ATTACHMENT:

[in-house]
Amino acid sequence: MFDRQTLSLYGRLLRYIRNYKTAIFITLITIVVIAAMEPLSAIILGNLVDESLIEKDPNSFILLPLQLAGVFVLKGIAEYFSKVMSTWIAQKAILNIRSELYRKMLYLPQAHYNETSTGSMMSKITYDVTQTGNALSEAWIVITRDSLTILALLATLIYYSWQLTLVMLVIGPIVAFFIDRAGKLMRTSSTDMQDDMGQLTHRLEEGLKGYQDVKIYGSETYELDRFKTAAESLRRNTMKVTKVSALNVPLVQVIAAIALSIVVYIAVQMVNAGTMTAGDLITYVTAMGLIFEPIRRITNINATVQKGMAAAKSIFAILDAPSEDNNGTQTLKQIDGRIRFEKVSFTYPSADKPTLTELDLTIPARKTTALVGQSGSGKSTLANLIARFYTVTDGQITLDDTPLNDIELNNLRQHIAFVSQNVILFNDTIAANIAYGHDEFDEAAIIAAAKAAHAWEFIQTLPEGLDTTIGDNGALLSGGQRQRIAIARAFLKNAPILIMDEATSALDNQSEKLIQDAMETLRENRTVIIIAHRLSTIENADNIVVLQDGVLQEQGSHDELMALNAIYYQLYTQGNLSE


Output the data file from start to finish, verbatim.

[in-house]
Amino acid sequence: MFDRQTLSLYGRLLRYIRNYKTAIFITLITIVVIAAMEPLSAIILGNLVDESLIEKDPNSFILLPLQLAGVFVLKGIAEYFSKVMSTWIAQKAILNIRSELYRKMLYLPQAHYNETSTGSMMSKITYDVTQTGNALSEAWIVITRDSLTILALLATLIYYSWQLTLVMLVIGPIVAFFIDRAGKLMRTSSTDMQDDMGQLTHRLEEGLKGYQDVKIYGSETYELDRFKTAAESLRRNTMKVTKVSALNVPLVQVIAAIALSIVVYIAVQMVNAGTMTAGDLITYVTAMGLIFEPIRRITNINATVQKGMAAAKSIFAILDAPSEDNNGTQTLKQIDGRIRFEKVSFTYPSADKPTLTELDLTIPARKTTALVGQSGSGKSTLANLIARFYTVTDGQITLDDTPLNDIELNNLRQHIAFVSQNVILFNDTIAANIAYGHDEFDEAAIIAAAKAAHAWEFIQTLPEGLDTTIGDNGALLSGGQRQRIAIARAFLKNAPILIMDEATSALDNQSEKLIQDAMETLRENRTVIIIAHRLSTIENADNIVVLQDGVLQEQGSHDELMALNAIYYQLYTQGNLSE